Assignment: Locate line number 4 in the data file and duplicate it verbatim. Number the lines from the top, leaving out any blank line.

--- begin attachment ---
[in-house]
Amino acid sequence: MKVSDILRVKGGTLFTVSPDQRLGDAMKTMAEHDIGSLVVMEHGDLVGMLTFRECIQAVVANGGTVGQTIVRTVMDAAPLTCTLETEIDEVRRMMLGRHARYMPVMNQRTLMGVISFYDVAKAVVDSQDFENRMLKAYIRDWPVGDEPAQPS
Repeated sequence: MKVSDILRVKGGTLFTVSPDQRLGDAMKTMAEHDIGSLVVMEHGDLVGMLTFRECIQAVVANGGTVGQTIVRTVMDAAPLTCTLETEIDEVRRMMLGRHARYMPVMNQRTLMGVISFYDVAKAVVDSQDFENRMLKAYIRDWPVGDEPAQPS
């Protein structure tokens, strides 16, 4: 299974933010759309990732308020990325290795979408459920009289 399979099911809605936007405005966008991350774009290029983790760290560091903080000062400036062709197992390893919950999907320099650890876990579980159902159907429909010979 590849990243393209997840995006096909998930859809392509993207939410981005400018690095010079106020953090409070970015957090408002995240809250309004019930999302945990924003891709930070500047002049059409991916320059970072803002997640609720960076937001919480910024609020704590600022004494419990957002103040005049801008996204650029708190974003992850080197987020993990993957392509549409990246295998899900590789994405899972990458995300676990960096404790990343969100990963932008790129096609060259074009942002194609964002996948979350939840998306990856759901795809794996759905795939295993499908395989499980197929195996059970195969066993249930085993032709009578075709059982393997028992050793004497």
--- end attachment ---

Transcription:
């Protein structure tokens, strides 16, 4: 299974933010759309990732308020990325290795979408459920009289 399979099911809605936007405005966008991350774009290029983790760290560091903080000062400036062709197992390893919950999907320099650890876990579980159902159907429909010979 590849990243393209997840995006096909998930859809392509993207939410981005400018690095010079106020953090409070970015957090408002995240809250309004019930999302945990924003891709930070500047002049059409991916320059970072803002997640609720960076937001919480910024609020704590600022004494419990957002103040005049801008996204650029708190974003992850080197987020993990993957392509549409990246295998899900590789994405899972990458995300676990960096404790990343969100990963932008790129096609060259074009942002194609964002996948979350939840998306990856759901795809794996759905795939295993499908395989499980197929195996059970195969066993249930085993032709009578075709059982393997028992050793004497």